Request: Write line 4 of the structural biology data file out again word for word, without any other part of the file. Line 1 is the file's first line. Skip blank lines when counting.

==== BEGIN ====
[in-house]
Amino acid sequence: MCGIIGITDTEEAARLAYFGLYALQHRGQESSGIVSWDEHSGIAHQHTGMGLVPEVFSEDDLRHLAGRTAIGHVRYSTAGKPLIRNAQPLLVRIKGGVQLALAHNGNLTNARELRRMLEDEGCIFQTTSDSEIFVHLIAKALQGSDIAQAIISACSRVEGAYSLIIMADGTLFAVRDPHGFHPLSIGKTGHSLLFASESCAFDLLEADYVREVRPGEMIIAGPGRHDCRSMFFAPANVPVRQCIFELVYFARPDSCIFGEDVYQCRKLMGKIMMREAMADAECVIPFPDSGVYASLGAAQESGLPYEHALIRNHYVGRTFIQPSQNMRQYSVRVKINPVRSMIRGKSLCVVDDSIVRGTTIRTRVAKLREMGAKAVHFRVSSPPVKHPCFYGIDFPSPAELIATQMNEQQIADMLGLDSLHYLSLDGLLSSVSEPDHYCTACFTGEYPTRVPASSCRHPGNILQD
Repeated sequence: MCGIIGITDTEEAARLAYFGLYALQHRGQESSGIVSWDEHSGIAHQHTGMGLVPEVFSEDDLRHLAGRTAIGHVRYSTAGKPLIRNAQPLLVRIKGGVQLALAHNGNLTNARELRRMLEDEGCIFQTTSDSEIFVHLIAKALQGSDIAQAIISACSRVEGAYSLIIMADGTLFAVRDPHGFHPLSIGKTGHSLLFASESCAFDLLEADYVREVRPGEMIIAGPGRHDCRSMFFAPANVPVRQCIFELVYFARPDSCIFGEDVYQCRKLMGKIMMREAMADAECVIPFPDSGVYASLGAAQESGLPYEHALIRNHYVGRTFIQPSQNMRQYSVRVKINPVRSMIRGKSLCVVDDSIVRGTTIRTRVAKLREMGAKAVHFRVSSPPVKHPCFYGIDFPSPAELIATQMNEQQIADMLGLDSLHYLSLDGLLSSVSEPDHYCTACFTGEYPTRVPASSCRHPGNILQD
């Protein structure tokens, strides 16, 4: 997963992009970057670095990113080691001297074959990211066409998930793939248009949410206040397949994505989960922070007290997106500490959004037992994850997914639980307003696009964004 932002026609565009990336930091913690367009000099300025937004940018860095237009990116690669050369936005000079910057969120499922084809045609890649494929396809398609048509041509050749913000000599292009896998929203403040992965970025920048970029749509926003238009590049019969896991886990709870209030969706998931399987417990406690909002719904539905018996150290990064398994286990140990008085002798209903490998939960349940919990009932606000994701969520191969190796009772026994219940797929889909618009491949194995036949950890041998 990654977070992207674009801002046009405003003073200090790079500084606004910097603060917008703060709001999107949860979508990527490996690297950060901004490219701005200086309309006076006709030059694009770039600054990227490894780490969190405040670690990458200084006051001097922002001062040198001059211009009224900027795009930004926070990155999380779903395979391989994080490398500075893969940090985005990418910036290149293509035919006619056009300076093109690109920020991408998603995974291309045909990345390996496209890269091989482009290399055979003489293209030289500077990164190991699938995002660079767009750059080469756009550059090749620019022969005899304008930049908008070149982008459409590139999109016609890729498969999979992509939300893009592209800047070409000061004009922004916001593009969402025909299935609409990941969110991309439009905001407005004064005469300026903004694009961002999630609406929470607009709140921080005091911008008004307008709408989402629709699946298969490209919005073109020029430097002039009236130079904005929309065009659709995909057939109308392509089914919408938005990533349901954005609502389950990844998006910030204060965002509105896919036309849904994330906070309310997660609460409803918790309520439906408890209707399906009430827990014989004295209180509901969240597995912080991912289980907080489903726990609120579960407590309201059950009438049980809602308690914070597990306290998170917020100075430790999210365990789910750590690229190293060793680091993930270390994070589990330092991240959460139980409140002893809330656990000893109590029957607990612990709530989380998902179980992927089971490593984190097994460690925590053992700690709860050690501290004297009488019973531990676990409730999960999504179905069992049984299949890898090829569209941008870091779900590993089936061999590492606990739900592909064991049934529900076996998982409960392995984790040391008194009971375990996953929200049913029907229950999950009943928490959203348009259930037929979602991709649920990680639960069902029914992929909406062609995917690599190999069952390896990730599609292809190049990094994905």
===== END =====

């Protein structure tokens, strides 16, 4: 997963992009970057670095990113080691001297074959990211066409998930793939248009949410206040397949994505989960922070007290997106500490959004037992994850997914639980307003696009964004 932002026609565009990336930091913690367009000099300025937004940018860095237009990116690669050369936005000079910057969120499922084809045609890649494929396809398609048509041509050749913000000599292009896998929203403040992965970025920048970029749509926003238009590049019969896991886990709870209030969706998931399987417990406690909002719904539905018996150290990064398994286990140990008085002798209903490998939960349940919990009932606000994701969520191969190796009772026994219940797929889909618009491949194995036949950890041998 990654977070992207674009801002046009405003003073200090790079500084606004910097603060917008703060709001999107949860979508990527490996690297950060901004490219701005200086309309006076006709030059694009770039600054990227490894780490969190405040670690990458200084006051001097922002001062040198001059211009009224900027795009930004926070990155999380779903395979391989994080490398500075893969940090985005990418910036290149293509035919006619056009300076093109690109920020991408998603995974291309045909990345390996496209890269091989482009290399055979003489293209030289500077990164190991699938995002660079767009750059080469756009550059090749620019022969005899304008930049908008070149982008459409590139999109016609890729498969999979992509939300893009592209800047070409000061004009922004916001593009969402025909299935609409990941969110991309439009905001407005004064005469300026903004694009961002999630609406929470607009709140921080005091911008008004307008709408989402629709699946298969490209919005073109020029430097002039009236130079904005929309065009659709995909057939109308392509089914919408938005990533349901954005609502389950990844998006910030204060965002509105896919036309849904994330906070309310997660609460409803918790309520439906408890209707399906009430827990014989004295209180509901969240597995912080991912289980907080489903726990609120579960407590309201059950009438049980809602308690914070597990306290998170917020100075430790999210365990789910750590690229190293060793680091993930270390994070589990330092991240959460139980409140002893809330656990000893109590029957607990612990709530989380998902179980992927089971490593984190097994460690925590053992700690709860050690501290004297009488019973531990676990409730999960999504179905069992049984299949890898090829569209941008870091779900590993089936061999590492606990739900592909064991049934529900076996998982409960392995984790040391008194009971375990996953929200049913029907229950999950009943928490959203348009259930037929979602991709649920990680639960069902029914992929909406062609995917690599190999069952390896990730599609292809190049990094994905």